Title page for ETD etd-06132006-112606


Type of Document Dissertation
Author Kiser, Charlene
URN etd-06132006-112606
Title To Write or Not to Write: A Look at Faculty Use of Writing at a Small Liberal Arts College
Degree PhD
Department Educational Leadership and Policy Studies
Advisory Committee
Advisor Name Title
Bailey, Carol A. Committee Co-Chair
Barksdale, Mary Alice Committee Co-Chair
Doolittle, Peter E. Committee Member
Kelly, Patricia Proudfoot Committee Member
Metz, Nancy Committee Member
Keywords
  • faculty attitudes
  • writing across the curriculum
  • college writing
Date of Defense 2006-02-17
Availability unrestricted
Abstract

Although it may not seem possible that a student could graduate from an Ivy League institution without basic writing skills, a 2003 Chronicle of Higher Education article concluded that it is not only possible, but that it does happen. Some students are actually suing colleges and universities because they do not believe they have been taught the skills necessary to succeed in the area of written communication. This deficiency reflects poorly on universities, and even small liberal arts colleges are not exempt from this problem.

This dissertation was driven by a desire to learn how professors at one small liberal arts college viewed the use of writing in their courses. The professors were interviewed to determine how they viewed writing, how they viewed their students’ writing, how familiar they were with writing-across-the-curriculum practices, and how much writing was assigned in their courses.

The study results indicated that many professors use writing extensively in their courses, and that they considered their assignments appropriate and successful in achieving their goals. The study also revealed that some professors use little or no writing, and their reasons for doing so were varied. The most common explanation was a lack of time to create assignments and to read and assess written assignments. Some professors also concurred that they felt uncomfortable using writing because their own writing skills were lacking. Other professors were discouraged by poor student writing and had given up on using additional writing assignments.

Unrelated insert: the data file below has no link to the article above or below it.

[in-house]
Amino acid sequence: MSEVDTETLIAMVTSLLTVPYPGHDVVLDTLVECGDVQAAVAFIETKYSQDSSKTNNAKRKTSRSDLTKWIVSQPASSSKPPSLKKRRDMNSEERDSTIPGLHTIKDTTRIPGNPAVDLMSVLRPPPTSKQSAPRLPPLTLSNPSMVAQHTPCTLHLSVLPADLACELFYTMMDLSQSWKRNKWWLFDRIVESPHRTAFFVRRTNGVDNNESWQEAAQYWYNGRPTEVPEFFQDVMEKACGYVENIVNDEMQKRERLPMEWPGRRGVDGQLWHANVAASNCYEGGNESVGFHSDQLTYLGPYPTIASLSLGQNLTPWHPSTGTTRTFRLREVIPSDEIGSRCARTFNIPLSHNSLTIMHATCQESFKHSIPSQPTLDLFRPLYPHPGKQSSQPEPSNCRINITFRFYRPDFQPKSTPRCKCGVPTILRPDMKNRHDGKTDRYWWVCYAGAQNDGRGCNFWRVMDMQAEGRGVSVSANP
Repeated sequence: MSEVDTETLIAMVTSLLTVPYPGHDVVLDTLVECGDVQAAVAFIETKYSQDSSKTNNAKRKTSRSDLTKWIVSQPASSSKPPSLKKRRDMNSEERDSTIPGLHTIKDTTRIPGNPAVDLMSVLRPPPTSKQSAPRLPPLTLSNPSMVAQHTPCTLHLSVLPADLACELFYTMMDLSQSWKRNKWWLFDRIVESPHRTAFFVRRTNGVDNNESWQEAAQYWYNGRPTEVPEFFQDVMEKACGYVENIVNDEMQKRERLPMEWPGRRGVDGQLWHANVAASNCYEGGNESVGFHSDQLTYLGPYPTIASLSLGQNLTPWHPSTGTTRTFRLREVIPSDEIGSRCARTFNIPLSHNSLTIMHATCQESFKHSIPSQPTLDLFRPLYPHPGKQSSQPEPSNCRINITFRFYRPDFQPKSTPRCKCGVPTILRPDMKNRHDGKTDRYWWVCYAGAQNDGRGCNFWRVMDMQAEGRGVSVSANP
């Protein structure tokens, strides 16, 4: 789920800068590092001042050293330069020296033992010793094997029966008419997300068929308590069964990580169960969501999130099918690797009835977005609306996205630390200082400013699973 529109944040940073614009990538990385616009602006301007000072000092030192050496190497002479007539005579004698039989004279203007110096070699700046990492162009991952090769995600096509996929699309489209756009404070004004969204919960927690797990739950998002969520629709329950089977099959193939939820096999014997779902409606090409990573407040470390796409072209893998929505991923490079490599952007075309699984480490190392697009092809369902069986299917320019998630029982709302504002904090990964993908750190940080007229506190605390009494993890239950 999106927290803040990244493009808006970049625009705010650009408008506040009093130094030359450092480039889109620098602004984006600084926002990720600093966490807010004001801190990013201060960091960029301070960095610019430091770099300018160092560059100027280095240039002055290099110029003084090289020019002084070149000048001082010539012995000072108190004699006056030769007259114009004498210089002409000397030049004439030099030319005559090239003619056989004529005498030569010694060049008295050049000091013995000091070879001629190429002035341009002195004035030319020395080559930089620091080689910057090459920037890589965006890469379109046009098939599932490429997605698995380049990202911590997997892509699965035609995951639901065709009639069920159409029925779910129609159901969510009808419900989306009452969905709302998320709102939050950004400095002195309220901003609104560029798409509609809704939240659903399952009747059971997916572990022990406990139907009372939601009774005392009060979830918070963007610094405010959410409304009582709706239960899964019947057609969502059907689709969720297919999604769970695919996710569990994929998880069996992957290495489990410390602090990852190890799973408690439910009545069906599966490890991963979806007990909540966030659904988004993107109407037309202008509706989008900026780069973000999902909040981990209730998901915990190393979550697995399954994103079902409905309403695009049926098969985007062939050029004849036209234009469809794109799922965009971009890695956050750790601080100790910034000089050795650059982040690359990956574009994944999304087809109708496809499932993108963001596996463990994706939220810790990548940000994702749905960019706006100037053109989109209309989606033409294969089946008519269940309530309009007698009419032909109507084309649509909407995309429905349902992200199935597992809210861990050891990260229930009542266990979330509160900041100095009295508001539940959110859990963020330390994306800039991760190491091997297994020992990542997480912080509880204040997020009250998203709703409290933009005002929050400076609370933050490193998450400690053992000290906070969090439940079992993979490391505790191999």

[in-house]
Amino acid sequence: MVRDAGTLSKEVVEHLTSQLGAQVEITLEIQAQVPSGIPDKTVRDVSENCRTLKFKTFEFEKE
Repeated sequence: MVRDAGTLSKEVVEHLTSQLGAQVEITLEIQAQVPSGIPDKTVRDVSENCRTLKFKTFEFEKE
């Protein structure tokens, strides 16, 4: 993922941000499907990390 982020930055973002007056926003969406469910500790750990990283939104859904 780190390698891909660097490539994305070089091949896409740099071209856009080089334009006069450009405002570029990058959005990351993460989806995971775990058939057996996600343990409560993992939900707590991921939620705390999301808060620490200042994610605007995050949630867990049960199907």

The most surprising result from this study was the professors’ lack of knowledge concerning the use of writing as a learning and thinking tool. Most were comfortable with the standard research paper, case study type of writing assignments, but few used writing-across-the-curriculum methods or practices. Writing prompts, journals, and non-graded pieces were not part of their teaching repertoire. Even professors in the field of education reported that they have not adopted the newer teaching strategies. The concluding chapter addressed faculty concerns and provided suggestions for overcoming these concerns.

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